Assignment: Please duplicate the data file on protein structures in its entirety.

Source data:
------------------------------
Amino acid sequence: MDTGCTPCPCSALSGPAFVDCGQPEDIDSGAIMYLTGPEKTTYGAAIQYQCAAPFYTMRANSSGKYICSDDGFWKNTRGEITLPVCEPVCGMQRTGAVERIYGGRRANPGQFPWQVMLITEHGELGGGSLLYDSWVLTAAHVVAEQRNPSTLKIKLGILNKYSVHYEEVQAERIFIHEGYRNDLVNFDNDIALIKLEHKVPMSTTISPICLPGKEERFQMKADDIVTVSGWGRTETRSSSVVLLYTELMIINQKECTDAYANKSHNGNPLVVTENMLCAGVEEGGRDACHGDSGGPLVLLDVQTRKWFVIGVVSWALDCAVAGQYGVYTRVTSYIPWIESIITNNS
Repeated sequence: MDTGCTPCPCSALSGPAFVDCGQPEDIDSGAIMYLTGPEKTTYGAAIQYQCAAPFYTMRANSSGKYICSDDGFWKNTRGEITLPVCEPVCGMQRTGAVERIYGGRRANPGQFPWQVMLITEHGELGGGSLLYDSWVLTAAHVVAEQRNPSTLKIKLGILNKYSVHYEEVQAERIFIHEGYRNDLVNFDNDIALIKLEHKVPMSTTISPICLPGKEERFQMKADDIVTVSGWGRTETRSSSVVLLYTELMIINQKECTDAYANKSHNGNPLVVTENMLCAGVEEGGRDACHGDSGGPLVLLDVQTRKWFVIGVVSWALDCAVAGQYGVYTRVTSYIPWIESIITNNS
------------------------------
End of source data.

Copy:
Amino acid sequence: MDTGCTPCPCSALSGPAFVDCGQPEDIDSGAIMYLTGPEKTTYGAAIQYQCAAPFYTMRANSSGKYICSDDGFWKNTRGEITLPVCEPVCGMQRTGAVERIYGGRRANPGQFPWQVMLITEHGELGGGSLLYDSWVLTAAHVVAEQRNPSTLKIKLGILNKYSVHYEEVQAERIFIHEGYRNDLVNFDNDIALIKLEHKVPMSTTISPICLPGKEERFQMKADDIVTVSGWGRTETRSSSVVLLYTELMIINQKECTDAYANKSHNGNPLVVTENMLCAGVEEGGRDACHGDSGGPLVLLDVQTRKWFVIGVVSWALDCAVAGQYGVYTRVTSYIPWIESIITNNS
Repeated sequence: MDTGCTPCPCSALSGPAFVDCGQPEDIDSGAIMYLTGPEKTTYGAAIQYQCAAPFYTMRANSSGKYICSDDGFWKNTRGEITLPVCEPVCGMQRTGAVERIYGGRRANPGQFPWQVMLITEHGELGGGSLLYDSWVLTAAHVVAEQRNPSTLKIKLGILNKYSVHYEEVQAERIFIHEGYRNDLVNFDNDIALIKLEHKVPMSTTISPICLPGKEERFQMKADDIVTVSGWGRTETRSSSVVLLYTELMIINQKECTDAYANKSHNGNPLVVTENMLCAGVEEGGRDACHGDSGGPLVLLDVQTRKWFVIGVVSWALDCAVAGQYGVYTRVTSYIPWIESIITNNS